Several influential bloggers have expressed interest in utilizing this emerging capability, but haven’t had the time to divine an example worthy of a demonstration. So, we came up with a simple one.
Question: How much does word choice in a blog post’s title affect readership?
We picked 25 ranked marketing blogs and had the on-demand workers get us either their past 25 articles, or all the articles within the last 90 days, whichever number was larger (1,141 total). We weren’t really sure what we were going to find, so we Smartsourced up a variety of bits of information about each article (# of comments, category of content, web traffic, publication date, day of the week, etc.).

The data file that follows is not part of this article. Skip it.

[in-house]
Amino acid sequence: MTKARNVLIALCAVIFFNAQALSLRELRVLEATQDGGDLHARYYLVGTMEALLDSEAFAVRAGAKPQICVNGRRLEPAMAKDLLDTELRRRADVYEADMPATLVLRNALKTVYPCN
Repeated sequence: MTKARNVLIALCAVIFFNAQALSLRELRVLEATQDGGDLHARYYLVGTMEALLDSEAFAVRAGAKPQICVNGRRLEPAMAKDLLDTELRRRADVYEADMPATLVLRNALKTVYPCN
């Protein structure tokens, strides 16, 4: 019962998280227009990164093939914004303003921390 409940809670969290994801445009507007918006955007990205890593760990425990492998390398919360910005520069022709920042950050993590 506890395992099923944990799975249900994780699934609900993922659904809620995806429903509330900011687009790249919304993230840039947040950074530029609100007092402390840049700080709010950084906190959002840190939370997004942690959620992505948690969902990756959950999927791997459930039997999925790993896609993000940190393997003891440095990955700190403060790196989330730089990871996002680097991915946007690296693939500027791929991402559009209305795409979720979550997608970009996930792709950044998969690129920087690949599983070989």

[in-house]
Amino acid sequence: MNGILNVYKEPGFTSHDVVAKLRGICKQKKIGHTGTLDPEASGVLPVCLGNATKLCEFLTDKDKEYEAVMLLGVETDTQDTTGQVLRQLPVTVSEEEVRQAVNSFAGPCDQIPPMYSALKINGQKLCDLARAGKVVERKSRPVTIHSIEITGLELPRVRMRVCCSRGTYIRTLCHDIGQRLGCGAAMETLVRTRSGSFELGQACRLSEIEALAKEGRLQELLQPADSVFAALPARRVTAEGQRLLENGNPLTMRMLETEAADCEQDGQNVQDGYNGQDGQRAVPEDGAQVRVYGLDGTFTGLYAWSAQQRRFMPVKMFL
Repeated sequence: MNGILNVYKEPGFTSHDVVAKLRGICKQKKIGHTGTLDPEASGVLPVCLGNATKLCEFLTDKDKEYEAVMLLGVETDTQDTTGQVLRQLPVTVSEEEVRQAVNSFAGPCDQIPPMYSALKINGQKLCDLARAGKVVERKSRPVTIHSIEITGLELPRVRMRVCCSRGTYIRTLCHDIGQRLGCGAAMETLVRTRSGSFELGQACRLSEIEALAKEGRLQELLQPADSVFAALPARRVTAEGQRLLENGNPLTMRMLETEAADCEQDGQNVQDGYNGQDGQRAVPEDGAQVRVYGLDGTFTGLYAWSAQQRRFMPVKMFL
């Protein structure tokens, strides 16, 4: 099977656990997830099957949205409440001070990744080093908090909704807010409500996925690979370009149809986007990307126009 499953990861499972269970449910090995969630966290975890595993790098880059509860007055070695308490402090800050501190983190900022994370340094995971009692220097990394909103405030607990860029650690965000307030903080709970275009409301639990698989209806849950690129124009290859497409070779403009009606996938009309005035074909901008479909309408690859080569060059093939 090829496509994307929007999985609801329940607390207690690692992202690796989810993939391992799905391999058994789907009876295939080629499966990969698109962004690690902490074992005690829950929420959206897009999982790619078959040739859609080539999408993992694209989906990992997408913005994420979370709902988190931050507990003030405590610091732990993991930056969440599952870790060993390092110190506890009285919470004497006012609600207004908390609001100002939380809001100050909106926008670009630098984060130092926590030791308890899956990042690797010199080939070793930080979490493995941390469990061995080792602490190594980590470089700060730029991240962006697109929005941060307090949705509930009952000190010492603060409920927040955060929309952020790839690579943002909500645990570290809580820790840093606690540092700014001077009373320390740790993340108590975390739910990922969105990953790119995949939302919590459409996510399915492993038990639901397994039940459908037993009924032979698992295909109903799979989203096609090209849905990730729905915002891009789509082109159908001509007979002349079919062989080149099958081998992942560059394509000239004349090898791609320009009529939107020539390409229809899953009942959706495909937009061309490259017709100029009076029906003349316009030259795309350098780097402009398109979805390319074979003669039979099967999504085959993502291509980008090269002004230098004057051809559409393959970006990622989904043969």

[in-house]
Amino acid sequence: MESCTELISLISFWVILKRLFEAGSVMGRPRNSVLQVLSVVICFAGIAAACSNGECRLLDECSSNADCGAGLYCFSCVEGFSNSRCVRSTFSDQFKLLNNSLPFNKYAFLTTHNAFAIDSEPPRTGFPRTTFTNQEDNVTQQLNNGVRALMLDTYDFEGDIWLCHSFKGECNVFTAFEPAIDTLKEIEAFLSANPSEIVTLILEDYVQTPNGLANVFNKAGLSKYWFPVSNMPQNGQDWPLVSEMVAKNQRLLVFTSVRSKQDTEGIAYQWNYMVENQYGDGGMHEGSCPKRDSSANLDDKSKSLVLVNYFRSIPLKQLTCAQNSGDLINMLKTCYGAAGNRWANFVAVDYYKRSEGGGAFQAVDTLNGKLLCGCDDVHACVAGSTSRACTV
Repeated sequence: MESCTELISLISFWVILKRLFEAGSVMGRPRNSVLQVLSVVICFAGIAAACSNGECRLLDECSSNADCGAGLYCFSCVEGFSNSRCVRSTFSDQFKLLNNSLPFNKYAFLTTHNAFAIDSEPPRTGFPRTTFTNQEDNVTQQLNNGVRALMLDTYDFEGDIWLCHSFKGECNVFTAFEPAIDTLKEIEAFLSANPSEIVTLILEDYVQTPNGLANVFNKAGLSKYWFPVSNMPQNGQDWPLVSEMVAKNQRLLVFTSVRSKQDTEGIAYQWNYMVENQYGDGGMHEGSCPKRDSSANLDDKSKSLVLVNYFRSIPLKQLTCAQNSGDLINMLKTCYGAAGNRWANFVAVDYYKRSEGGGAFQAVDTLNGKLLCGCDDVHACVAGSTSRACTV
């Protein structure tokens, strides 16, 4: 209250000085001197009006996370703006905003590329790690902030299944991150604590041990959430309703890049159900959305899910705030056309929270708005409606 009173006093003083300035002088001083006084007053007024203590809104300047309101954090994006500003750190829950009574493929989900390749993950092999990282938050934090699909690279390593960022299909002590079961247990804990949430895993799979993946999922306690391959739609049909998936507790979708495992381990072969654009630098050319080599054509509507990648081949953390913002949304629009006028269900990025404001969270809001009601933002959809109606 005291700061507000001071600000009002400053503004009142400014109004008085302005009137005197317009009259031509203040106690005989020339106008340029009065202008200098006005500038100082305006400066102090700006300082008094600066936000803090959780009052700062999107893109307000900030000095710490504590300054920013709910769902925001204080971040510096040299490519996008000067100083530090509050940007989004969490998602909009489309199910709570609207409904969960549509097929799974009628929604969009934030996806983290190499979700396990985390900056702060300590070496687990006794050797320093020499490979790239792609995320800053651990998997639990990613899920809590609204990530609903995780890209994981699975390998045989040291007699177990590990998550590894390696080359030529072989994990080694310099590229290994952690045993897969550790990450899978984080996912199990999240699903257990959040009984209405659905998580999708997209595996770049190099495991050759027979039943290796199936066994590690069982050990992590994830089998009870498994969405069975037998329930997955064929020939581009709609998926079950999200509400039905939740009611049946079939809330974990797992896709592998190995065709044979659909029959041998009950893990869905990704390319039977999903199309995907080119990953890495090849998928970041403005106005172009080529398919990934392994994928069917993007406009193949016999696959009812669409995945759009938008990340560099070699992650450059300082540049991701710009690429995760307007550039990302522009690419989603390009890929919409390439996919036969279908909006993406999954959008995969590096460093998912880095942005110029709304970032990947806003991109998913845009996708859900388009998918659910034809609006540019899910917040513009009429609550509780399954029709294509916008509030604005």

There were many state variables competing to call into question the conclusions we drew, but one conclusion in particular stood out clearly:
Conclusion: When certain terms are included in a blog’s title, there is more interaction from the readership (based on comment volume).
- · The word Facebook
- · The word Twitter
- · The phrase “Top # … of things” (e.g. Top 5 Things to Avoid …)
- · The phrase “How to …”
Average # of Comments per Article
There results were produced by 154 separate workers contributing to the effort. A rough quality assessment of the data provided by the workers yielded about an 85% accuracy rating (but some of the categorical work is very subjective anyway). Here is a subset of the data collected on the articles.
We could analyze other elements of blog posts, for example, does a longer post inspire longer comments or does it get fewer comments? What about a more complicated post vs. a shorter, pithy post? The scale, and extremely low cost of these kinds of research provide power enough that the answer to the opening question is: “use it to do things you didn’t think practical before”.